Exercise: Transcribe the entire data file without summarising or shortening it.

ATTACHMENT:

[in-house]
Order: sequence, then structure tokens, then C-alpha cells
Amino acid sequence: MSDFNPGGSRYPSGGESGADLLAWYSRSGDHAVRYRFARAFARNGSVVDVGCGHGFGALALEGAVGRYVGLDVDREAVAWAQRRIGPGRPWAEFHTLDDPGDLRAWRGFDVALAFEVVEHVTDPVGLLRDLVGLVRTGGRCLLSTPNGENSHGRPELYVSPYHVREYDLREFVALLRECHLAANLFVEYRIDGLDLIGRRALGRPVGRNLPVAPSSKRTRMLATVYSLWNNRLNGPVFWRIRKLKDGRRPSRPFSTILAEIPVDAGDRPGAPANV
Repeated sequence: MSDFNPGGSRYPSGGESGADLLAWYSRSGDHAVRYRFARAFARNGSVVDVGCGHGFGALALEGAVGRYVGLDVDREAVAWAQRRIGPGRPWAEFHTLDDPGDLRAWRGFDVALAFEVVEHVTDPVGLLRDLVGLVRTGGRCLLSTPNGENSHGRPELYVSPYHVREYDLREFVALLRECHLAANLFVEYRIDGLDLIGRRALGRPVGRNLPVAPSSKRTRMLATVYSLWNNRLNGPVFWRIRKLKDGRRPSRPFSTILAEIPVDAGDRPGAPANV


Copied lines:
[in-house]
Order: sequence, then structure tokens, then C-alpha cells
Amino acid sequence: MSDFNPGGSRYPSGGESGADLLAWYSRSGDHAVRYRFARAFARNGSVVDVGCGHGFGALALEGAVGRYVGLDVDREAVAWAQRRIGPGRPWAEFHTLDDPGDLRAWRGFDVALAFEVVEHVTDPVGLLRDLVGLVRTGGRCLLSTPNGENSHGRPELYVSPYHVREYDLREFVALLRECHLAANLFVEYRIDGLDLIGRRALGRPVGRNLPVAPSSKRTRMLATVYSLWNNRLNGPVFWRIRKLKDGRRPSRPFSTILAEIPVDAGDRPGAPANV
Repeated sequence: MSDFNPGGSRYPSGGESGADLLAWYSRSGDHAVRYRFARAFARNGSVVDVGCGHGFGALALEGAVGRYVGLDVDREAVAWAQRRIGPGRPWAEFHTLDDPGDLRAWRGFDVALAFEVVEHVTDPVGLLRDLVGLVRTGGRCLLSTPNGENSHGRPELYVSPYHVREYDLREFVALLRECHLAANLFVEYRIDGLDLIGRRALGRPVGRNLPVAPSSKRTRMLATVYSLWNNRLNGPVFWRIRKLKDGRRPSRPFSTILAEIPVDAGDRPGAPANV